On a hot July night two years ago, bass frequencies rattled the walls of the Gallery — a former male strip club remade into a music venue — as it held the first of many crowded parties that became a North St. Mary’s Street oasis for LGBTQ-identifying youths. As the dancing worked toward a crescendo, 21-year-old San Antonio rapper Dorian Delafuente took the stage, unleashing ferocious rapid-fire verses.
The audience drew closer, drawn as if by a magnet. This kid was good. And not just good for being gay. Between his confident stage persona and technical rap cadences, it was clear to anyone watching that night that Delafuente had that thing — a charisma and spark that could stand out not just in San Antonio but on a national stage.
Fast forward to 2020, and that national attention is starting to pile up for Delafuente, who raps under the moniker BabiBoi. Publications such as Billboard
and Paste Magazine
have taken note of the hard-hitting tracks he’s dropped as monthly singles since the beginning of 2020. He’s also found a platform through House of Lepore, a collective of queer San Antonio performance artists.
We caught up with BabiBoi to find out what shaped his musical approach and what it’s like being an unabashedly queer rapper in SA.
You’ve gotten recent love from big platforms such as Billboard. How does that feel?
It feels like my work is paying off, and I’m getting the recognition that I never thought I would get. It feels really good, and I’m trying now to figure out what steps I can take to move forward — and, luckily, I’ve been getting good responses. Unfortunately, COVID-19 happened, [when] I had a lot of exciting things ready for this summer. So, now I’m back at the table and rehashing things out to see what I can do next to make this a productive summer.
Got any new music in the works?
I do. I have a single called “Molasses” and a music video for it. I was originally planning to release it in June, but the way the climate of the world is looking right now with Black Lives Matter, I don’t know if I feel comfortable promoting my own music right now. So, it’s in my bag, but I’m just waiting for an appropriate time to put out content.
Growing up, what were some of your biggest musical inspirations?
I’ve always been obsessed with Nicki Minaj and Foxy Brown. I think that’s really apparent in my flow and in my sound. Really, the sexy, raunchy girls. I’ve always thought it was so cool that they could come into the hip-hop industry and own their sexuality in a fierce way, and I wanted to do the same thing with my music. When I started making music I was like, “Well, if they can be so explicit with their music, so can I.” Brooke Candy, Azealia Banks, Missy Elliott. I like how Missy can do so many unique sounds and make it fresh. Also, the first record I owned was [Lauryn Hill’s] The Miseducation of Lauryn Hill. I think I got the record when I was 12. My dad was a really big Fugees fan, and we would listen to The Score all the time. And when we listened to that record I was always obsessed with Lauryn Hill, because I was a little gay boy. (Laughs.) And I was like, “Who is this girl?”
How do those influences come out in your music?
I think all of those people are unapologetic, for one. They’re all aware of who they are and where they stand in the hip-hop industry. They’re so epic. They say what they want to say whenever they want to say it, and I love that, and I always do that with my music. And especially with Nicki Minaj, when she came in, she was surrounded by a bunch of straight guys and didn’t take shit from anybody, and I follow that mentality. I always tell people to walk into a room like you deserve to be there. ... So, whenever I get booked for gigs, especially straight lineups, I always walk in with my chest out and my chin up.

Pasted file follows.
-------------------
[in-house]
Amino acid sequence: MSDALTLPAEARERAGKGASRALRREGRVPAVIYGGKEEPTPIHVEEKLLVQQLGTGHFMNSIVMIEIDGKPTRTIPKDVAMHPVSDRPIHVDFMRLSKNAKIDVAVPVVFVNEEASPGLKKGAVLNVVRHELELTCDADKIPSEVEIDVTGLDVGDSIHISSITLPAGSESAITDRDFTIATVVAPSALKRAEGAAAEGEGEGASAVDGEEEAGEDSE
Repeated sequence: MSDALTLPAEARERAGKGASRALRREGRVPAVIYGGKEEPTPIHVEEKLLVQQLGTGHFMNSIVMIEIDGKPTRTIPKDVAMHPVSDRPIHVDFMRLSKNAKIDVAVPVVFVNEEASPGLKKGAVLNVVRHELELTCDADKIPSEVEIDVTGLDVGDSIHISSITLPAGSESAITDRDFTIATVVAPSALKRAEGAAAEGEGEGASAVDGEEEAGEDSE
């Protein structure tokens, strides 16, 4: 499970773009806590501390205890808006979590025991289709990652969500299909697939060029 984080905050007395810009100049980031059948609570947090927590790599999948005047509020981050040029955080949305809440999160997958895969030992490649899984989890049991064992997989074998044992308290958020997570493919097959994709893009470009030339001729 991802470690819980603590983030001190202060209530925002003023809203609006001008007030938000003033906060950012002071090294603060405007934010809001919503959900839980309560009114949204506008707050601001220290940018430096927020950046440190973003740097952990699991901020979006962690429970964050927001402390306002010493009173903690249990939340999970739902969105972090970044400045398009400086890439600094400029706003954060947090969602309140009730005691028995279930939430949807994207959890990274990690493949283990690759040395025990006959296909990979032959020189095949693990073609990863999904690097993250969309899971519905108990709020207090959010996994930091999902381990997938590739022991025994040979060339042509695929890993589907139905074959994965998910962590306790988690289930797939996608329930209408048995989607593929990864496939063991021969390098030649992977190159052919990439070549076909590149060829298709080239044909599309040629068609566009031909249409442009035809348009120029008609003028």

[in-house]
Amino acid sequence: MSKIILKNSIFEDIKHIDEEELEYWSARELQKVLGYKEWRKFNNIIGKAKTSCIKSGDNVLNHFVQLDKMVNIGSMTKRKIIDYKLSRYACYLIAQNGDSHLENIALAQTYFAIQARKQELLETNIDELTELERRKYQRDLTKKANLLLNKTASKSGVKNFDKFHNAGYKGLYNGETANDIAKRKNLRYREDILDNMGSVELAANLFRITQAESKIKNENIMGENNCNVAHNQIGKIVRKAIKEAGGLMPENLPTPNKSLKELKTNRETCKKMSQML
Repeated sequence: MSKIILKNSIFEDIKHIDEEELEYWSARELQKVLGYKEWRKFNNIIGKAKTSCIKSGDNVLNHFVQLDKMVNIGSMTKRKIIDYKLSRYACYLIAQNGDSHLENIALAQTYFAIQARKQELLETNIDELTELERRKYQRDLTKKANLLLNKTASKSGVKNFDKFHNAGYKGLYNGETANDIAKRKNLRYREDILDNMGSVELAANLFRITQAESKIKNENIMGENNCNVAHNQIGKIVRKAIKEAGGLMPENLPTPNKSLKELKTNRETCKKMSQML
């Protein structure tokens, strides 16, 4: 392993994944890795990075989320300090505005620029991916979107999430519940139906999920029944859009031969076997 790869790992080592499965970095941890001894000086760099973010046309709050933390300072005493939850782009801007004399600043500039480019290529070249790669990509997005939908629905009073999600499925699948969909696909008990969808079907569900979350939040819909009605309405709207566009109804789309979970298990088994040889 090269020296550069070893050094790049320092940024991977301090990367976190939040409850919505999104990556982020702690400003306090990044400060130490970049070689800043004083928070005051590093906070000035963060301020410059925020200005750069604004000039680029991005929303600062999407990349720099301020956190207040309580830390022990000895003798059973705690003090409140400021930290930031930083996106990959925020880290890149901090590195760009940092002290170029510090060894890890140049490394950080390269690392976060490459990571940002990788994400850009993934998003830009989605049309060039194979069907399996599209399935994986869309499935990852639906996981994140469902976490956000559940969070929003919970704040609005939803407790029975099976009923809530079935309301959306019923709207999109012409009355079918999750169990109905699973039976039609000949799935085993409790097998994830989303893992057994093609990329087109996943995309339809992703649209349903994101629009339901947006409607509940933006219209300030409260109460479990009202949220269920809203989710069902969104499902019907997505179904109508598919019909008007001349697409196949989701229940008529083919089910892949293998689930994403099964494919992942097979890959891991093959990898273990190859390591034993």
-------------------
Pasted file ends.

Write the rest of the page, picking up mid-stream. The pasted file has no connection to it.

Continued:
What’s been your experience being the only queer rapper on a bill?
I love getting booked on all-straight lineups, because that’s when I’m like, “Oh, y’all thought I was gay before? Well, I’m gonna be gay as fuck!” (Laughs.) Every time I perform at these kinds of shows, all the girls live for it, but the straight guys will put their head down or pretend that they’re talking.
So, you’ve seen that reaction?
Oh totally, totally, yeah. I’ve seen guys leave the audience section and stand along the wall. And I always make it a point to call them out and be like, “What’s tea? If y’all can come up here and talk a bunch of shit, then I can too.” [But] every time I perform, there are a lot of straight guys who will come up to me afterward and be like “I really love what you’re doing” and “I love your sound.”
Are you afraid of physical danger as a performer or out and about in everyday life?
If I perform at a straight show, I feel like the promoters know who I am and respect me as an artist, and I expect to be treated with respect and feel safe. On the streets, I guess I have [been afraid of physical violence] a few times — not very often. I’m never in places where people aren’t at least a little bit queer-friendly. I feel like a lot of people are more brave to say things online than they are in person, but I have been called a faggot from a passing car a couple times. … When I perform at shows that are away from the [St. Mary’s Strip], I sort of have to think about, “OK, how do I look right now?” and “How do I walk to the venue without everyone looking at me?” Or, if it’s late at night, “How do I get to a venue without feeling like I’m going to be attacked?” and “If I’m attacked, what is around me where I can defend myself?” … And that’s weird to feel that way as an artist when you’re just trying to do a show.
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